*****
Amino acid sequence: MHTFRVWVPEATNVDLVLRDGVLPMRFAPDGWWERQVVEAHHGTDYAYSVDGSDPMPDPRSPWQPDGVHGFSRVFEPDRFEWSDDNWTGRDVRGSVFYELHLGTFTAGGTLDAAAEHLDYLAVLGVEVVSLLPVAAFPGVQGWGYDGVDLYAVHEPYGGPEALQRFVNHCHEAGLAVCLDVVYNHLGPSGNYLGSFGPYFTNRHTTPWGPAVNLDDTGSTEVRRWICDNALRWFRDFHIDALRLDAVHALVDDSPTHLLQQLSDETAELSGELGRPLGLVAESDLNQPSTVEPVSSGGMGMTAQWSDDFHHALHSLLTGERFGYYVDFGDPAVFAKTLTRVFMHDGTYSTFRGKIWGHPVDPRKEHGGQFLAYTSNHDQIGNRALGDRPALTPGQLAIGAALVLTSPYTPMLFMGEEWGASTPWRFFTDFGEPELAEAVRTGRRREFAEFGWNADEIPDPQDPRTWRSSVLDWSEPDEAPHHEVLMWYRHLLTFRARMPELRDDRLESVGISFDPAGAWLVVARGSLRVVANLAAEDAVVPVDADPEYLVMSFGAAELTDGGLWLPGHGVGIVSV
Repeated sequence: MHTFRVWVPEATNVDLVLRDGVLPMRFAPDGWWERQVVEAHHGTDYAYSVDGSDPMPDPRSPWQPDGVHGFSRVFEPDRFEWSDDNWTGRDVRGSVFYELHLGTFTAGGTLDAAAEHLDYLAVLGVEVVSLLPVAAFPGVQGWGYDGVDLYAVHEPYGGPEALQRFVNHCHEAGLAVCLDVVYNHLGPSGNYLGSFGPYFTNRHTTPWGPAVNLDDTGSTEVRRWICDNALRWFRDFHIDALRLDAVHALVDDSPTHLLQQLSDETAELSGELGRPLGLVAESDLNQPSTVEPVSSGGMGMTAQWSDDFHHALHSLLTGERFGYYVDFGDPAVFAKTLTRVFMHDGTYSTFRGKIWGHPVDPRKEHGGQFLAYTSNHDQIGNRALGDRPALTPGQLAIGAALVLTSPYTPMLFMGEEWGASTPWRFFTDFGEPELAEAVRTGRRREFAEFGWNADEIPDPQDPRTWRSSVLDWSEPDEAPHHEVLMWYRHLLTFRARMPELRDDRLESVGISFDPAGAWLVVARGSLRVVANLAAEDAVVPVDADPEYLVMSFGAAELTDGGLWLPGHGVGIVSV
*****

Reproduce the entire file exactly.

Amino acid sequence: MHTFRVWVPEATNVDLVLRDGVLPMRFAPDGWWERQVVEAHHGTDYAYSVDGSDPMPDPRSPWQPDGVHGFSRVFEPDRFEWSDDNWTGRDVRGSVFYELHLGTFTAGGTLDAAAEHLDYLAVLGVEVVSLLPVAAFPGVQGWGYDGVDLYAVHEPYGGPEALQRFVNHCHEAGLAVCLDVVYNHLGPSGNYLGSFGPYFTNRHTTPWGPAVNLDDTGSTEVRRWICDNALRWFRDFHIDALRLDAVHALVDDSPTHLLQQLSDETAELSGELGRPLGLVAESDLNQPSTVEPVSSGGMGMTAQWSDDFHHALHSLLTGERFGYYVDFGDPAVFAKTLTRVFMHDGTYSTFRGKIWGHPVDPRKEHGGQFLAYTSNHDQIGNRALGDRPALTPGQLAIGAALVLTSPYTPMLFMGEEWGASTPWRFFTDFGEPELAEAVRTGRRREFAEFGWNADEIPDPQDPRTWRSSVLDWSEPDEAPHHEVLMWYRHLLTFRARMPELRDDRLESVGISFDPAGAWLVVARGSLRVVANLAAEDAVVPVDADPEYLVMSFGAAELTDGGLWLPGHGVGIVSV
Repeated sequence: MHTFRVWVPEATNVDLVLRDGVLPMRFAPDGWWERQVVEAHHGTDYAYSVDGSDPMPDPRSPWQPDGVHGFSRVFEPDRFEWSDDNWTGRDVRGSVFYELHLGTFTAGGTLDAAAEHLDYLAVLGVEVVSLLPVAAFPGVQGWGYDGVDLYAVHEPYGGPEALQRFVNHCHEAGLAVCLDVVYNHLGPSGNYLGSFGPYFTNRHTTPWGPAVNLDDTGSTEVRRWICDNALRWFRDFHIDALRLDAVHALVDDSPTHLLQQLSDETAELSGELGRPLGLVAESDLNQPSTVEPVSSGGMGMTAQWSDDFHHALHSLLTGERFGYYVDFGDPAVFAKTLTRVFMHDGTYSTFRGKIWGHPVDPRKEHGGQFLAYTSNHDQIGNRALGDRPALTPGQLAIGAALVLTSPYTPMLFMGEEWGASTPWRFFTDFGEPELAEAVRTGRRREFAEFGWNADEIPDPQDPRTWRSSVLDWSEPDEAPHHEVLMWYRHLLTFRARMPELRDDRLESVGISFDPAGAWLVVARGSLRVVANLAAEDAVVPVDADPEYLVMSFGAAELTDGGLWLPGHGVGIVSV